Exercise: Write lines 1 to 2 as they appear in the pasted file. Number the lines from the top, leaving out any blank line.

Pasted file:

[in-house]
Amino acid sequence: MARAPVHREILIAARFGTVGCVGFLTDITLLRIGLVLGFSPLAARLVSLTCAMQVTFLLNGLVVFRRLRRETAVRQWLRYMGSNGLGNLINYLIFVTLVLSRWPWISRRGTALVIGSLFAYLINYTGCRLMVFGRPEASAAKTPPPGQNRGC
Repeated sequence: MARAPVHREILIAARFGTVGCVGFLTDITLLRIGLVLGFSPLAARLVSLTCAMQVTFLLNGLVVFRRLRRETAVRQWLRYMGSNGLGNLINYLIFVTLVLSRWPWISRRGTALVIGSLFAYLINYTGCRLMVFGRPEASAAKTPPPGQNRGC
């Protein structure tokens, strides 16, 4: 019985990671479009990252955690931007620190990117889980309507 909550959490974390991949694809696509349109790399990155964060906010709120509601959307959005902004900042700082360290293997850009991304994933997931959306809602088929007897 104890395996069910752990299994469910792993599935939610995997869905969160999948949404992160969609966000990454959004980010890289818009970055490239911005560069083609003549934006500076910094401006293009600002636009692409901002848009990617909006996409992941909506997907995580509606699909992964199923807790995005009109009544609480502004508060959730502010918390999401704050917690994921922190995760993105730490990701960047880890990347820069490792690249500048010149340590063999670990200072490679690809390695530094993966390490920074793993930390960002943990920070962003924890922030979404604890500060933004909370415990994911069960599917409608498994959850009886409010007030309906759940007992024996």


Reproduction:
[in-house]
Amino acid sequence: MARAPVHREILIAARFGTVGCVGFLTDITLLRIGLVLGFSPLAARLVSLTCAMQVTFLLNGLVVFRRLRRETAVRQWLRYMGSNGLGNLINYLIFVTLVLSRWPWISRRGTALVIGSLFAYLINYTGCRLMVFGRPEASAAKTPPPGQNRGC